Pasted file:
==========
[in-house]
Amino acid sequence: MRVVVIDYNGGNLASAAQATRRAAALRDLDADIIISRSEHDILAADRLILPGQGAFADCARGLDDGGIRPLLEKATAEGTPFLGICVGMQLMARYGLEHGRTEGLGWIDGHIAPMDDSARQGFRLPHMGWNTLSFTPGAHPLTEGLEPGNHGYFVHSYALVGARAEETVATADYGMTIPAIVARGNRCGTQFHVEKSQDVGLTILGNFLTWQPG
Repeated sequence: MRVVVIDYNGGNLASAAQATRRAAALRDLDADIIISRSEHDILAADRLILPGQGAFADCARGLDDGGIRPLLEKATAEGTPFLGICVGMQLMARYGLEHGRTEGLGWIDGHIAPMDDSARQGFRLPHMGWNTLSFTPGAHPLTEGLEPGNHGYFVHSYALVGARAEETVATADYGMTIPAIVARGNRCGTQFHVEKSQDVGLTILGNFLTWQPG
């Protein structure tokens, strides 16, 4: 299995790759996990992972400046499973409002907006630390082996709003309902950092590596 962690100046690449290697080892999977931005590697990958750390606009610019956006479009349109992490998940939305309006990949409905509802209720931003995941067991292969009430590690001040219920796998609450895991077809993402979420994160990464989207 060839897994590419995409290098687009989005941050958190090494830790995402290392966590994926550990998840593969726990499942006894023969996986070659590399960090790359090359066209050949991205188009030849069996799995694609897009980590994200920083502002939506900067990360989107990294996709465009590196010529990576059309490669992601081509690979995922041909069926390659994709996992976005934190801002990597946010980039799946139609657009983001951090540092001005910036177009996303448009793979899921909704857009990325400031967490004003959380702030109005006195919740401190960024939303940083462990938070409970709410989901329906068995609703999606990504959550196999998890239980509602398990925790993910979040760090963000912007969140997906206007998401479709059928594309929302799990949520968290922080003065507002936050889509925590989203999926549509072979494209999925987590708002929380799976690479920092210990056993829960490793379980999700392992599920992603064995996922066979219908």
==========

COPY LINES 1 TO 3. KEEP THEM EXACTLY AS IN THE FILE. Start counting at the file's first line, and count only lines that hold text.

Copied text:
[in-house]
Amino acid sequence: MRVVVIDYNGGNLASAAQATRRAAALRDLDADIIISRSEHDILAADRLILPGQGAFADCARGLDDGGIRPLLEKATAEGTPFLGICVGMQLMARYGLEHGRTEGLGWIDGHIAPMDDSARQGFRLPHMGWNTLSFTPGAHPLTEGLEPGNHGYFVHSYALVGARAEETVATADYGMTIPAIVARGNRCGTQFHVEKSQDVGLTILGNFLTWQPG
Repeated sequence: MRVVVIDYNGGNLASAAQATRRAAALRDLDADIIISRSEHDILAADRLILPGQGAFADCARGLDDGGIRPLLEKATAEGTPFLGICVGMQLMARYGLEHGRTEGLGWIDGHIAPMDDSARQGFRLPHMGWNTLSFTPGAHPLTEGLEPGNHGYFVHSYALVGARAEETVATADYGMTIPAIVARGNRCGTQFHVEKSQDVGLTILGNFLTWQPG